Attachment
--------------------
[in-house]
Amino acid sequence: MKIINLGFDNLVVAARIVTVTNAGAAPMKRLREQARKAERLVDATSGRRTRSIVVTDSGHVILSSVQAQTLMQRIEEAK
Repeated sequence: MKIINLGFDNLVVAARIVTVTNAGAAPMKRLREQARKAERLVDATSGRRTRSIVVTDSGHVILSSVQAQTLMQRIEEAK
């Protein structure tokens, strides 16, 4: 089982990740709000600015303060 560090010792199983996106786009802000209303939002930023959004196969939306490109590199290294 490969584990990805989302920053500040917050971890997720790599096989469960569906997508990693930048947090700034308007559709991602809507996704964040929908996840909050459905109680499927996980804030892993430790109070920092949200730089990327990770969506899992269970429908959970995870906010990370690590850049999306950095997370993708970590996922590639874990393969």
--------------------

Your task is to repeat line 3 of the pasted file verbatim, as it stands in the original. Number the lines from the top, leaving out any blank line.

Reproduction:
Repeated sequence: MKIINLGFDNLVVAARIVTVTNAGAAPMKRLREQARKAERLVDATSGRRTRSIVVTDSGHVILSSVQAQTLMQRIEEAK